Mauritania: Alkarama submits shadow report to the UN Committee against Torture ahead of July 24-25 review
(Geneva, July 5, 2018) – In the context of the periodic review of Mauritania by the UN Committee against Torture (CAT), which is set to take place on July 24 and 25, 2018, Alkarama submitted its shadow report on June 25, 2018. In its report, Alkarama highlighted several violations of provisions of the Convention against Torture and Other Cruel, Inhuman or Degrading Treatment or Punishment (UNCAT), which Mauritania ratified in 2004.
Alkarama’s report emphasised several issues, including the establishment of an exceptional legal procedure for counter-terrorism matters, the incorporation of corporal punishment into the Penal Code, impunity for past crimes, and the lack of independence of the National Commission on Human Rights (CNDH). Alkarama proposed a series of recommendations on the steps the authorities should take to prevent and combat torture in the country.
Since its last CAT review, Mauritania adopted Law no. 2015-033, focussed on combatting torture, which contains a definition of torture that conforms with article 1 of the UNCAT. While this law represents a significant step towards combatting and preventing torture in the country, Mauritanian legislation still contains provisions that contradict both the UNCAT and Law no. 2015-033.
Lack of judicial protection in the context of the fight against terrorism
While Law no. 2015-033 guarantees the right to access a lawyer from the moment of arrest, the Code of Criminal Procedure states that access to a lawyer is not possible until after the first extension of the initial period of custody, and even then only upon the authorisation of the prosecutor. This period of custody can last between 48 hours for crimes of common law and 45 days for individuals arrested for crimes of terrorism, exposing them to a high risk of secret detention and torture.
Corporal punishment, torture and the death penalty
Mauritania’s Penal Code prescribes measures of corporal punishment prohibited under international law and amounting to torture.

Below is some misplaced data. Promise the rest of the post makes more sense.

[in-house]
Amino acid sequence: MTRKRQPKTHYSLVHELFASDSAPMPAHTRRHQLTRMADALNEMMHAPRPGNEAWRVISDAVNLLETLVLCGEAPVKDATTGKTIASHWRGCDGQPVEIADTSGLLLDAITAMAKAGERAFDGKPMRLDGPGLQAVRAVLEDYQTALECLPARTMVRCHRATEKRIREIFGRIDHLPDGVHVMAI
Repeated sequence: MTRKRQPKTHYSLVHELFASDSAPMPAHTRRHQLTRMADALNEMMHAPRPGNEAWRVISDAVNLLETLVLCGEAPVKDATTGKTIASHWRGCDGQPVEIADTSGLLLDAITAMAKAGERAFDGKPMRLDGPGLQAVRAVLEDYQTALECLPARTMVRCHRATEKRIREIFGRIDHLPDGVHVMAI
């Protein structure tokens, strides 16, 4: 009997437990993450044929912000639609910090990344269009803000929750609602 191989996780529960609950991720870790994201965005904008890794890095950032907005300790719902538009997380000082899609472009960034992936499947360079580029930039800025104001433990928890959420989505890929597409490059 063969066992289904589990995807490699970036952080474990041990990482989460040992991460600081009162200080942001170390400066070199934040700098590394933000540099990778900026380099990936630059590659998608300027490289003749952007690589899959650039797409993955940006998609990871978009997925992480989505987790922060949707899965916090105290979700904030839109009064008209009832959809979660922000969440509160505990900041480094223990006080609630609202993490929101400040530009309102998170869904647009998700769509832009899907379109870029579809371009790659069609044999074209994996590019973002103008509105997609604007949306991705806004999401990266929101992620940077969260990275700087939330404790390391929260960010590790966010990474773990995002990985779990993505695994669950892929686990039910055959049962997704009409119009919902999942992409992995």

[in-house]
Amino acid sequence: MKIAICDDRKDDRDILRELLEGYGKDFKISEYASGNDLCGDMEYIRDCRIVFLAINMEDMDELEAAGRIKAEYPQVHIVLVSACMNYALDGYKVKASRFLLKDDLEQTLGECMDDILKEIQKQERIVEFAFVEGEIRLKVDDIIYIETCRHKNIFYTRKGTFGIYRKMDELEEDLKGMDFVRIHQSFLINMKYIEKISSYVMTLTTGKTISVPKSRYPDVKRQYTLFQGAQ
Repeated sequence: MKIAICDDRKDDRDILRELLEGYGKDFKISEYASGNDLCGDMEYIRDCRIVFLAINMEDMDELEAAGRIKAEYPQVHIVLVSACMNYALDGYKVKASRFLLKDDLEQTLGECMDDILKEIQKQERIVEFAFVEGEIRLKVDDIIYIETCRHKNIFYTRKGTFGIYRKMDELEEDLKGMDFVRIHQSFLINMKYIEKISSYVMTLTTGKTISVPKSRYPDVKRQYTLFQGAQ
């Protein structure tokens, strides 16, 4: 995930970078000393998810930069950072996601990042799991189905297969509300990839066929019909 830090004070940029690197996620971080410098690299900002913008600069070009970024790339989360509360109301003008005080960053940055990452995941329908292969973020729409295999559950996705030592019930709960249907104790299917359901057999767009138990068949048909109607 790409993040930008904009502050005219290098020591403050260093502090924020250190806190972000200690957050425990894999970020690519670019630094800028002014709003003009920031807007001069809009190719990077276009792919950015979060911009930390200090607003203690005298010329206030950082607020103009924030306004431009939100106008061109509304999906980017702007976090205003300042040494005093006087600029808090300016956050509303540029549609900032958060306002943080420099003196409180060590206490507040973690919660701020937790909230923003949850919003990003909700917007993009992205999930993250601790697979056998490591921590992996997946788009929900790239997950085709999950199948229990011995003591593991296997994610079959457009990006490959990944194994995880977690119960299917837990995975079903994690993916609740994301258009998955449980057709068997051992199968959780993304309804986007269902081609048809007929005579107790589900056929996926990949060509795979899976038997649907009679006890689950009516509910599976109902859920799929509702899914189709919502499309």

Despite the de facto moratorium on the death penalty in force since 1987, during a plenary session on April 27, 2018, the National Assembly adopted a law prescribing harsher penalties for blasphemy and apostasy. Individuals found guilty are now mandatorily sentenced to death.
This reform is directly linked to the judicial proceedings against blogger Mohamed Cheikh Ould Mkhaïtir. He was condemned to death in 2014 by the Criminal Court of Nouadhibou after having published on Facebook a text judged “blasphemous” in which he denounced the use of religion to justify discriminatory practices against the so-called “forgerons”, seen as a lower caste in the country.
On November 9, 2017, his sentence was reduced on appeal to two years’ imprisonment. Despite this decision, he continues to be detained in secret. The Mauritanian authorities informed the Committee on the Elimination of Racial Discrimination (CERD) that he was held “in administrative detention for his own security”.
Impunity for crimes committed against minority groups
Violations committed against the “Afro-Mauritanian” officers accused by the authorities of planning a coup d'état have never been the subject of an exhaustive, independent and impartial investigation. The perpetrators of the acts of torture, enforced disappearances and extrajudicial executions committed at the end of the 1980s and beginning of the 1990s were given amnesty by Law no. 93-23 of June 14, 1993. As such, the law violates the principle of the imprescriptibility of the crime of torture included in the 2015 law against torture.
The authorities do not deny the existence of these grave violations, commonly referred to as “unresolved humanitarian issues”. However, the victims, their relatives and activists who denounce impunity and demand investigations and prosecution are regularly subjected to reprisals by the authorities.
Lack of independence of the National Commission on Human Rights
In its report, Alkarama also raised the lack of independence of the CNDH, the National Human Rights Institution (NHRI) of Mauritania. The CNDH is mandated to carry out unannounced visits to all prisons and detention facilities to monitor the authorities’ respect for the rights of people deprived of their liberty. Nevertheless, it appears that the CNDH is not fulfilling its mandate in this regard.
Following its review of the CNDH in November 2017, the Subcommittee for Accreditation (SCA) of the Global Alliance for NHRIs (GANHRI) recommended that the CNDH should be downgraded from status A to status B due to its lack of conformity with the Paris Principles.
The SCA highlighted the opacity of the selection process of members as well as its lack of independence vis-à-vis the executive. For example, the CNDH published a declaration in favour of the death penalty against Mohamed Cheikh Ould Mkhaïtir.
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